Surdas was a late 15th-century blind saint, poet and musician, known for his devotional songs dedicated to Lord Krishna. Surdas is said to have written and composed a hundred thousand songs in his magnum opus the 'Sur Sagar' (Ocean of Melody), out of which only about 8,000 are extant. He is considered a saguna bhakti poet and so also known as Sant Surdas, a name which literally means the "servant of melody". His most famous work was charan kamal bando hari rai
There is some disagreement regarding the exact birth date of Surdas, some scholars believing it to be 1478 AD, with others claiming it to be 1479 AD. It is the same in the case of the year of his death; it is considered to be either 1581 AD or 1584 AD. According to the limited authentic life history of Surdas, it is said that he was born in 1478/79 in the village of Runakta,Mathura although some say it was Runkta near Agra. He started praising Lord Krishna when he was young. Surdas was born blind and because of this, he was neglected by his family. As a result, he left his home at the age of six. He lived in Braj (or Bhraj), near Mathura.
Surdas' lilting music and fine poetry attracted much praise. As his fame spread far and wide, the Mughal emperor Akbar (1542–1605) became his patron. Surdas spent the last years of his life in Braj, and lived on the donations which he received in return for his bhajan singing and lecturing on religious topics, until he died in CE 1584.
Surdas also attained fame for his purity of devotion towards Lord Krishna. In one incident, Surdas falls into a well and is rescued by Lord Krishna when he calls him for help. Radha asks Krishna why he helped Surdas, to which Krishna replies it is for Surdas' devotion. Krishna also warns Radha not to go near him. She, however, does go near him, but Surdas, recognizing the divine sounds, pulls her anklets off. Radha tells him who she is but Surdas refuses to return her anklets stating that he cannot believe her as he is blind. Krishna gives Surdas vision and allows him to ask for a boon. Surdas returns the anklets saying he has already got what he wanted (the blessings of Krishna) and asks Krishna to make him blind again as he does not want to see anything else in the world after seeing Krishna. Radha is moved by his devotion and Krishna grants his wish by making him blind again thus giving him everlasting fame.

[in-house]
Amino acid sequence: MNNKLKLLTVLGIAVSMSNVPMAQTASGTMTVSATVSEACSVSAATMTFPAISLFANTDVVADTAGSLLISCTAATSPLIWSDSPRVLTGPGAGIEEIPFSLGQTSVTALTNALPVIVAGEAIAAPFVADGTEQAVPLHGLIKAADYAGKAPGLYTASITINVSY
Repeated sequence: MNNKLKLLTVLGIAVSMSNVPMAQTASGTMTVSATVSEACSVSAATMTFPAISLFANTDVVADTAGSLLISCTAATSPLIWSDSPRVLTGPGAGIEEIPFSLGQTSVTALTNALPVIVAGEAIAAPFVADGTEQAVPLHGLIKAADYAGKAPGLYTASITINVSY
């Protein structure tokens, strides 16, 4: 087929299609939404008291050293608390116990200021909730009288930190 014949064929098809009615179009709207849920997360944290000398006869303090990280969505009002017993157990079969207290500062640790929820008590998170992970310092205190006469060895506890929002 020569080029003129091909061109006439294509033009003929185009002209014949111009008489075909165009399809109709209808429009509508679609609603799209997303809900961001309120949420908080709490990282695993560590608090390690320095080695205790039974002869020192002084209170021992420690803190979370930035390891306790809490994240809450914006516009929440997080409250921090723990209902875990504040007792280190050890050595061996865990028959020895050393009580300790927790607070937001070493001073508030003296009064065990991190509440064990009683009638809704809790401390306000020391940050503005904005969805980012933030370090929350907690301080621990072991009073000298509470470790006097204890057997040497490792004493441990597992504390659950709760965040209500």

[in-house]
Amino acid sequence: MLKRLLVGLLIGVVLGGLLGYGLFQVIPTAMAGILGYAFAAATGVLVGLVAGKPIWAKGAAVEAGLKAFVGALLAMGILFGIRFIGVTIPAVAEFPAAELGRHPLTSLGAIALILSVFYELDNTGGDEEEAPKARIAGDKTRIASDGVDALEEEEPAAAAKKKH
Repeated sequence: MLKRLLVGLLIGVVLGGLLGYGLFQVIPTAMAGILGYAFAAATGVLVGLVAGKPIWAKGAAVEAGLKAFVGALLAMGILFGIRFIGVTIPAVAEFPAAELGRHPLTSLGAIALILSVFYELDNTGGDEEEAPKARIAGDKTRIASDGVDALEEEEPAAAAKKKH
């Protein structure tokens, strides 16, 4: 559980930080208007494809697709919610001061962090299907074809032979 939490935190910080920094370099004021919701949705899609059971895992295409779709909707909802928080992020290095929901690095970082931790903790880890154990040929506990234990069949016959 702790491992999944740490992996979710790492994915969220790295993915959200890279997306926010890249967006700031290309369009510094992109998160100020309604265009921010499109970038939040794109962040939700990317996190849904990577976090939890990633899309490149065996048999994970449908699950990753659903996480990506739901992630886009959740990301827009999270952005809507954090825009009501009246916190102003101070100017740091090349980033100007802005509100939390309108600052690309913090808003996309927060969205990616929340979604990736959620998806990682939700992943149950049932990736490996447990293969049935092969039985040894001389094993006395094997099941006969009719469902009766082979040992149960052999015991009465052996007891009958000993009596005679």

Surdas was called the sun in the sky of Hindi literature. He is best known for his composition 'Sursagar'. This famous collection is said to have originally contained 100,000 songs; however, only 8,000 remain today. These songs present a vivid description of the childhood of Krishna.
Although Surdas is known for his greatest work — the Sur Sagar — he also composed Sur-Saravali (which is based on the theory of genesis and the festival of Holi), and Sahitya-Lahiri, devotional lyrics dedicated to the Supreme Absolute. It is as if Surdas attained a mystical union with Lord Krishna, which enabled him to compose the verse about Krishna's romance with Radha almost like an eyewitness. Surdas' verse is also credited with lifting the literary value of the Hindi language, transforming it from a crude to a pleasing tongue.
The philosophy of Surdas is a reflection of the times. He was very much immersed in the Bhakti movement that was sweeping North India. This movement represented a grass roots spiritual empowerment of the masses. The corresponding spiritual movement of the masses happened in South India in the seventh century A.D., and also in central and northern India in the 14th-17th centuries.
Surdas' poetry was a dialect of Hindi language, Brij Bhasha, until then considered to be a very plebeian language, as the prevalent literary languages were either Persian or Sanskrit. The works of Surdas immediately raised the status of Brij Bhasha from a crude language to that of a literary language of great repute.
Surdas being disciple of guru Vallabhacharya was a proponent of the Shuddhadvaita school of Vaishnavism (also known as Pushti Marg). This philosophy is based upon the spiritual metaphor of the Radha-Krishna Rasleela (The celestial dance between Radha and Lord Krishna). It propagates the path of Grace of God through spirit of pure love and service, rather than of merging in Him as Brahma.